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Studies show that vagus nerve stimulation in mothers suffering from postpartum hemorrhage may reduce life-threatening bleeding.

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Lack of access to nutritional food has a significant effect on families’ ability to maintain active, healthy lifestyles – and the prevalence of health disparities within communities. “Food insecurity” may reflect a household’s need to make trade-offs between basic needs, such as housing or medical bills, and purchasing healthy food. This chart shows the number of “food insecure” individuals in Northwell Health’s service area:

County

Food Insecure Individuals

Nassau

85,540

Suffolk

95,540

New York (Manhattan)

243,570

Queens

298,250

Richmond (Staten Island)

48,380

Westchester

84,970

Total

856,650

Theres No Quality Without Equity

As the former CEO of Cook County Health & Hospitals System in Chicago, Ram Raju, MD, recalls looking at a map of life expectancy in Chicago. A study showed that on Chicago’s South Side, people could expect to live to age 69. A short distance to the north, life expectancy was 81 years. Dr. Raju, who joined Northwell Health in 2017 as senior vice president and community health investment officer, was baffled by one simple question: why would babies born a few miles apart in the same major American city have such radically different health trajectories?

What has become clear to him and other population health experts is that the same story occurs in communities across the country. The most underprivileged Americans live shorter, less-healthy lives because of a host of social factors, like poverty. The conditions in which people are born, grow, work, live and age, and the wider set of forces that shape the conditions of daily life, all determine how healthy — or unhealthy people will be.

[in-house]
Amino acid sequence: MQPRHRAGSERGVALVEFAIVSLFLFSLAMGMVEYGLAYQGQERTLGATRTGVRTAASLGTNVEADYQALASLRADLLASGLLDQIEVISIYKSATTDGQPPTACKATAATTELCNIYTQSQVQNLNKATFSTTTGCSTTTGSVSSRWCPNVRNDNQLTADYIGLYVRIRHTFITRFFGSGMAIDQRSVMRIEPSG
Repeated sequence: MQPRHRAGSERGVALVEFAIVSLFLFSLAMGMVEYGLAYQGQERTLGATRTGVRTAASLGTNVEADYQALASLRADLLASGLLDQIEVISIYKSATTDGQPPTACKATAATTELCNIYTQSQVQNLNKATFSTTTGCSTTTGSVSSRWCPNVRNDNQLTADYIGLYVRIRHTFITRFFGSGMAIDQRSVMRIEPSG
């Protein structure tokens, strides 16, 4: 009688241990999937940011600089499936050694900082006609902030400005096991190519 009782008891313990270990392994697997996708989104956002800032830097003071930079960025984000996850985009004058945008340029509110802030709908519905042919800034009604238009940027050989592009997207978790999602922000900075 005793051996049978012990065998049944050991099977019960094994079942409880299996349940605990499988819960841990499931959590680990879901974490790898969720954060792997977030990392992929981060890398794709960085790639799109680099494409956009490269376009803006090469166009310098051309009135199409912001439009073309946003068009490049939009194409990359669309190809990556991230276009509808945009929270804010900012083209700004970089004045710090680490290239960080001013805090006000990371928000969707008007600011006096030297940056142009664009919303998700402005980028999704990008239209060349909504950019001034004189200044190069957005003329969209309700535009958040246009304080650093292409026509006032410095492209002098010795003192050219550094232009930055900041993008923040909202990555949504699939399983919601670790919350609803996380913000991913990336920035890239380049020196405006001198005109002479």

While many have become numb to the reality of health disparities, Northwell Health is taking on the momentous challenge of trying to influence factors that shape the long-term health of the populations we serve. Dr. Raju, Jennifer Mieres, MD, senior vice president of Northwell’s Center for Equity of Care, and the health system’s Office of Population Health Management all recognize that we must adhere to the following principle: there’s no quality without  equity.

In the coming years, Northwell will be evaluating the needs of its most- vulnerable communities, assessing programs that enhance the health system’s ability to respond to those needs and collaborate with community-based organizations to create problem-solving  solutions.

Purple setting on health care infections

Northwell Ventures is helping to bring a new light-based disinfection solution to the health care industry. The new product, developed by a New York-based company called PurpleSun, uses ultraviolet (UV) light to supplement the routine manual application of liquid chemicals used to clean hospital rooms, operating rooms and other patient care areas. PurpleSun’s technology is a modular smart device that safely uses one-click, 90-second UV light to reduce harmful organisms that can cause hospital-acquired infections.